He wanted to apply the same mathematical principles to determine (as an affiliate, so the same Google might wants to do, but from the other side of the “fence”), which Ad to choose for each location on the website. It would basically be able to determine which compensation method and amount of commission (CPM, CPC, CPA and CPS offers, even combinations of them) is the most profitable.
Maybe he was onto something. This thing was the first that popped into my mind after I read your comments. My first thoughts are usually the right ones.
mmmh.. does this spill of thoughts trigger something with you?
Will be interesting to see unfold, one way or another, so much is sure.
Right, the decision as to which ad to show is algorithmic, and your example of a method to compare may be similar to what Google would try to do.
I’m not sure how good Google is at estimating a CPA when they can’t track conversions directly. I was discussing that with someone yesterday, and they weren’t impressed with the numbers that Google was showing them, which were estimates.
I wonder sometimes how much of conversion testing and optimization is a science, and how much of it is an art. If you’re familiar with William Gibson’s book Pattern Recognition, and the main character just had a knack for understanding which fashions would become popular with unfailing intuition. I wonder sometimes if some people are capable of making the right decisions, and asking the right questions about what to test, without going through an incredible number of testing cycles.
Having said that, what I like about this method is that it appears to provide people with more flexibility, and more room to experiment, and try different things.
Nice analysis, Bill. I would not have guessed that Google was that far out in front 🙂
re: Pattern Recognition – I agree with your sentiment, Bill.
Those without ‘the knack’ can likely do it eventually with science, piecing together a changing picture in multiple dimensions, but at what cost?
So many variables right now, without some intuition, it would seem like we are doomed by crude tools…
Re: CPA(ction) Taking this concept to it’s logical extreme, this would mean Google takes over my marketing and I sit back and answer the phone… Not going to happen IMHO. Anyone making money with CPA will be driven to make more with CPC or other fundamental advertising.
I’m not sure that Google wants to take the responsibility for marketing that far, at least not for most people. It might be too labor intensive for them to do that, at least upon a large scale, and we’ve seen them express an interest in automating as much as possible.
Besides, there’s television, radio, print, display ads, and other areas for them to tackle. The challenge there is in making it easier for people to advertise everywhere, with values that the advertisers determine. It’s in their best interest to be the vehicle for that movement rather than the ones determining the messages.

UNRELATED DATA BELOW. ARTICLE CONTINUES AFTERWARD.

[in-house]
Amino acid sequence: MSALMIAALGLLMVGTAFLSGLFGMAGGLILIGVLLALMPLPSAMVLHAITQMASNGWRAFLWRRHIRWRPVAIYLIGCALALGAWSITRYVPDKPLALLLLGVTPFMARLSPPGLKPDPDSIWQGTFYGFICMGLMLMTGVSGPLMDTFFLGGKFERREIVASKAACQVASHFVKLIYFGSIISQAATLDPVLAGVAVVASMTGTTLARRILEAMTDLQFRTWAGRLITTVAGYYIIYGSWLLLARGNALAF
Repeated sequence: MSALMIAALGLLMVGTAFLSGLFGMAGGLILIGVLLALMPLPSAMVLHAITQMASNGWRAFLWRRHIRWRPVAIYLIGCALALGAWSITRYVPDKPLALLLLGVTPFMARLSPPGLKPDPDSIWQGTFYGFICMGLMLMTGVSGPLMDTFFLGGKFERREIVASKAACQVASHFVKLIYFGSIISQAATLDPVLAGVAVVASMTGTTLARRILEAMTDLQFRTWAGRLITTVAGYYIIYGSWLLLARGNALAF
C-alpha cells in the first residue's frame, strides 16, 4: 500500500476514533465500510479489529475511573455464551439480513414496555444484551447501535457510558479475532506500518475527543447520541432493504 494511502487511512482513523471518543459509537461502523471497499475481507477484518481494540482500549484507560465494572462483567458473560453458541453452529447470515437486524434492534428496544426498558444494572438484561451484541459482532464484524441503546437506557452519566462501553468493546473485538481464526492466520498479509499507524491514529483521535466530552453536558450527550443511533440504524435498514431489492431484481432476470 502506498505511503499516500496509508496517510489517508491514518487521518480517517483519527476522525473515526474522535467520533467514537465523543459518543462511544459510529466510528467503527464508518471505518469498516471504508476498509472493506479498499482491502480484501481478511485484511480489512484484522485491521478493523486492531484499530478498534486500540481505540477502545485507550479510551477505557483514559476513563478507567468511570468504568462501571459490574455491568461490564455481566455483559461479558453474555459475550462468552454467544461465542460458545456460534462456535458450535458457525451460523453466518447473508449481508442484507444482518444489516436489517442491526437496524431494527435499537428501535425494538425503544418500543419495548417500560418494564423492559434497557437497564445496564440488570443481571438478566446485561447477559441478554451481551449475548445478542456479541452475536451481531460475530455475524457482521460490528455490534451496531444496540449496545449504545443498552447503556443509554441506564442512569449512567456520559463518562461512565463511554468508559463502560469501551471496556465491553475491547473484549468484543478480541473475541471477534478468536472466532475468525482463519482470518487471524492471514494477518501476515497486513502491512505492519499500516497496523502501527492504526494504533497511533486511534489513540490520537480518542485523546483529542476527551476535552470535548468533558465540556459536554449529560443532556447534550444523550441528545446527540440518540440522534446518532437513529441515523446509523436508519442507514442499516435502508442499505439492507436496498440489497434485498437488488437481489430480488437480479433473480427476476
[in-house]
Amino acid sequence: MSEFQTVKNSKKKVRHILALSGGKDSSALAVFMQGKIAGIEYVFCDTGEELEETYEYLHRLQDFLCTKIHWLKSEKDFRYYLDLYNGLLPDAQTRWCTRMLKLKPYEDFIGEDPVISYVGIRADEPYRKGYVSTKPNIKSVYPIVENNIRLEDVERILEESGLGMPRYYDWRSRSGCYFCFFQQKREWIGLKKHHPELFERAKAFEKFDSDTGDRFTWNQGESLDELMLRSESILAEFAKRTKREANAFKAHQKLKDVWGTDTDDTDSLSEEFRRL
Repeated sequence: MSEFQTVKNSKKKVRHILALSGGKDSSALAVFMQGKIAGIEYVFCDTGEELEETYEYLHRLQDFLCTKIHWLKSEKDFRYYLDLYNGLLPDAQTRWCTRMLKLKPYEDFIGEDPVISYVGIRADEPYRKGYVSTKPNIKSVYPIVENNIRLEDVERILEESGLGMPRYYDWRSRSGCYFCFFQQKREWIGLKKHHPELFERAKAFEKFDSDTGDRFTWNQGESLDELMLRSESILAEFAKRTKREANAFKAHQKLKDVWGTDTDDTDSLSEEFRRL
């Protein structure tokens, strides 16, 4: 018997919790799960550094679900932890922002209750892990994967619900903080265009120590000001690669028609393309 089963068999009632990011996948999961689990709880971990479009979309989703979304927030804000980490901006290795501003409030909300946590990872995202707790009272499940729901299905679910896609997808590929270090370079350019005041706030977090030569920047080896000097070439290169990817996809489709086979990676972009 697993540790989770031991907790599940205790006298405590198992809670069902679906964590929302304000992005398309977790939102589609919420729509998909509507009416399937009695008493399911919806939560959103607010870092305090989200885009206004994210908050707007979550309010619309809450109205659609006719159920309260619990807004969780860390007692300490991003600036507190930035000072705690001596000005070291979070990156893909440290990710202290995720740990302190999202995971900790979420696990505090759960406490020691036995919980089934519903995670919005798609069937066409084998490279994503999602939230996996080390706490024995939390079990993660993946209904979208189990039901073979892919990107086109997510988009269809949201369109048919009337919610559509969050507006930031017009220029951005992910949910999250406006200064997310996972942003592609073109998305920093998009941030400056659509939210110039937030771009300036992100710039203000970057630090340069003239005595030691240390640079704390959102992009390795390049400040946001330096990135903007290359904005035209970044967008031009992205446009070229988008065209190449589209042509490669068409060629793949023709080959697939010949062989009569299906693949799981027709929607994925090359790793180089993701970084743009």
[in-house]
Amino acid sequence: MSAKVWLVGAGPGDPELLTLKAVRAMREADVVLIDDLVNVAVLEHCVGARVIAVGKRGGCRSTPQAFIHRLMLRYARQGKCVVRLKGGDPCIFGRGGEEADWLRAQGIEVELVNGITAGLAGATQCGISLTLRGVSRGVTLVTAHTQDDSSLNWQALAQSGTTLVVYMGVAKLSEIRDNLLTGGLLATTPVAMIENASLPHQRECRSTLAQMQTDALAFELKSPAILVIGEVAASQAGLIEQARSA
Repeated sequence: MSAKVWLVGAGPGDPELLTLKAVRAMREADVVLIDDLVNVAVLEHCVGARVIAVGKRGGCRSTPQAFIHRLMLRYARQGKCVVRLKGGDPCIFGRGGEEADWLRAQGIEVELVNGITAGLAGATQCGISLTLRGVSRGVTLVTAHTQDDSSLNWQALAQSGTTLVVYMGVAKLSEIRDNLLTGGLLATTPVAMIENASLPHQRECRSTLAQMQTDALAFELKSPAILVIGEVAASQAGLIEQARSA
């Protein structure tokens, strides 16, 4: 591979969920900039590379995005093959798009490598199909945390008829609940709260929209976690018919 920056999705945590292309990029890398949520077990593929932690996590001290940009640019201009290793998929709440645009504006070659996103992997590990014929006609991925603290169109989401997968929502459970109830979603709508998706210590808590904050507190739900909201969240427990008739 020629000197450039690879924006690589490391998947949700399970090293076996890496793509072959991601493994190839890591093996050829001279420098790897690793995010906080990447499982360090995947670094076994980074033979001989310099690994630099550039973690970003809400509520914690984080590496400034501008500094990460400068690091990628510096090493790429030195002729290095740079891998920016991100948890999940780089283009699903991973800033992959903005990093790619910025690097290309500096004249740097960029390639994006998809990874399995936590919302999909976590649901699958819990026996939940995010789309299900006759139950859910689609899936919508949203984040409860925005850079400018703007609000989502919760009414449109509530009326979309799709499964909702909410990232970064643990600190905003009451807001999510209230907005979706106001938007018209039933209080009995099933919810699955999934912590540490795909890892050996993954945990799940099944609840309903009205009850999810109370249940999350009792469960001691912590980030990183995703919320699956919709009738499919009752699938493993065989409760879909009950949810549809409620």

I’ve been using Pay per action for one of my ebooks I wrote, and have to say I am very satisfied with the results. Google needs to change a few things, but overall the PPA program is on the right path.
I would be pretty suprised if this gets traction on a wide scale. Google’s control relating to ad costs is fairly strong and I dont see them allowing advertisers to have more control. Even in this down economy, paid search seems to get stronger in terms of volume and macro trends. What really needs to happen is that webmasters need to become more sophisticated relating to multivariate testing and get higher conversions on flat traffic.
Testing, testing, testing….
I think that’s a major key to success – being willing to test, and then being able to understand the results of those tests. Even simple changes can make big differences sometimes.
The pay per action beta program that was the subject of this post was phased out by Google after their purchase of DoubleClick (see: No longer available), and two alternatives have been provided: Conversion Optimizer and Performics Affiliate.
Regardless of the value or availability of those programs, I agree with you about testing.
I am wondering if there are any industry averages for click-to-purchase rates for selling software on the Internet if you are paying for click throughs from Google. DoubleClick says that the click-to-purchase rates for email campaigns is about 4.2%. What would it be for AdWords?
Not sure, but an interesting topic. I tend to focus more upon news and information about organic search rather than paid search, but it would be really interesting if Google would share that kind of data.